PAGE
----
Mac Dre’s mom happy with rapper’s posthumous popularity

By: Richard Freedman @RichFreedmanVTH on Twitter

Wanda Salvatto realized her son was an important figure in the hip hop community. But it wasn’t until Andre Hicks – better known as “Mac Dre” – died by gunfire in 2004 that his mother truly understood his impact.

“I didn’t realize how big his presence was across the United States,” said Salvatto, leaning her own moniker, “Mac Wanda,” in producing the third annual “Mac Dre Day” on July 5 in San Francisco at the Regency Ballroom.

Because Mac Wanda’s handling of all that’s been Mac Dre took such an emotional chunk out of her, “I never really got a chance to mourn and grieve” after the performer died in Kansas City following a concert, she said.

The stories from Dre’s fans “became more important than my story about him. It was more important for me to pay attention to what other people were going through,” Mac Wanda said. “This (the annual show featuring young hip hop artists) became my way of grieving. “This event fills that void.”

The inaugural “Mac Dre Day” wasn’t easy, she said.

“I was really sad. It was really hard,” Mac Wanda said. “The second year, I went through the phase of being angry. Now, I’m at a point of accepting it and now it’s a positive thing, a good thing and it’s growing. It makes me feel happy.”

Producing the annual tribute to her son “makes me feel happy,” Mac Wanda said, thrilled to be “providing jobs and a showcase for up-and-coming rap artists who might not otherwise have a chance to get on stage. Through me, I feel like Andre’s giving back and giving opportunities.”

Though, admittedly, Mac Wanda frets that something negative will happen at the tribute show, “the first and second went so well – not a fight or anything. I think fans understand that it (the show’s organizer) is his mother.”

Mac Wanda said she has close to 25,000 Instagram followers who admired Dre, “so there’s a huge respect there. I go to the concert, walk around, greet people. And there’s been no violence, so I’m less and less worried about that than the first couple of years. So far, it’s been pretty positive.”

Though Mac Dre was quite successful – he found Thizz Entertainment and recorded 11 solo albums and videos – his popularity would have really exploded during the social media age, his mother said.

“I’m sure it would have catapulted his career around the world,” Mac Wanda said.

Even 14 years after his death at 34, Mac Dre “is becoming and more popular across the country,” Mac Wanda said, acknowledging the impact of social media and a more lenient society.

“I think his career took longer because when he started to rap, radio stations would only play a certain type of rap. His lyrics couldn’t be used then, but could now. They couldn’t play anything back then that was considered explicit or x-rated.”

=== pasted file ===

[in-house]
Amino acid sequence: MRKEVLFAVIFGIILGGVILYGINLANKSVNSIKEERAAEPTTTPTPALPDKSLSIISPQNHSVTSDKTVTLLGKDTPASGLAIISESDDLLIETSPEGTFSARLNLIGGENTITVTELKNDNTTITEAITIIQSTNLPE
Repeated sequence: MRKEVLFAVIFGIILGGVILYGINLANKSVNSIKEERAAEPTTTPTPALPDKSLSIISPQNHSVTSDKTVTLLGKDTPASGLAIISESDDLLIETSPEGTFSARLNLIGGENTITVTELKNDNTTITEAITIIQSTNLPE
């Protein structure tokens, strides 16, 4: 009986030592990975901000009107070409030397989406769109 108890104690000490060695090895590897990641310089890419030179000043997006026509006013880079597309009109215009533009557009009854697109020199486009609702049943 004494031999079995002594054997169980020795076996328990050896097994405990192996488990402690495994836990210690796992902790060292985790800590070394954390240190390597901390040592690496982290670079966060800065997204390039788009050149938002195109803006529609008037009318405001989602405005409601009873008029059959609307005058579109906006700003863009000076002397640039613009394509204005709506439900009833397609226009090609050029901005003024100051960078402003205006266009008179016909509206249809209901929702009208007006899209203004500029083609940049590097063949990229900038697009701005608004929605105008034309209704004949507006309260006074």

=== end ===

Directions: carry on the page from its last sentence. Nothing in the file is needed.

“Unfortunately, he was way ahead of his time,” Mac Wanda said.

Yes, as a mother, she worried about her son’s explicit lyrics’ influencing young people.

“I still worry about that,” Mac Wanda said. “When young kids are in a car listening to it, I kinda cringe.”

However, she added, “It’s art. I get it now. And some of his stuff is tame compared to what I see now.”

Mac Wanda realized her son had musical chops when he was 17 or 18 “when he started to perform on stage. I’d go to some of the concerts and see the reaction of the crowd. I realized this was his calling; that he was serious about this.”

Even without mainstream media or the social media of today, “he continued to gain popularity and got requests to travel state-to-state to do shows,” Mac Wanda said.

Because of “lots of gangs and stuff” at the time, Mac Dre realized “there was always a chance he could be shot because of the crowd,” his mom said. “He talked about the chance of something happening to him.”

On Nov. 1, 2004, Mac Dre was in a van leaving his concert in Kansas City when an unknown assailant fired several times, killing the former Vallejo rapper living in Sacramento at the time.

The shooter was never caught.

“At this point, it doesn’t matter one way or another to me,” Mac Wanda said. “It wouldn’t change a thing. It wouldn’t bring Andre back. In my mind, whoever did this, they know they did it. Whoever did it has to live with it and live with the fact Mac Dre’s popularity continues to grow.”

Mac Wanda said Mac Dre was always mentoring younger rap artists, which she continues with “Mac Dre Day.”

This year’s performers include Mac Dre Day, Mally Mall hosts with featuring performances by Tyga, Nef The Pharaoh, Yhung TO, Sneakk, Yhung CEO, Lil Sheik, Philthy Rich, and Coolio Da Unda Dogg.

“Every year when it’s over, I feel really good,” Mac Wanda said. “I feel blessed. I feel honored that people spend money and come all the way to San Francisco. The kids want to come out and acknowledge my son and the impact he made on their lives makes me feel warm. I just hug everybody and put my arms around everyone in the audience.”

For more information about “Mac Dre Day,” visit

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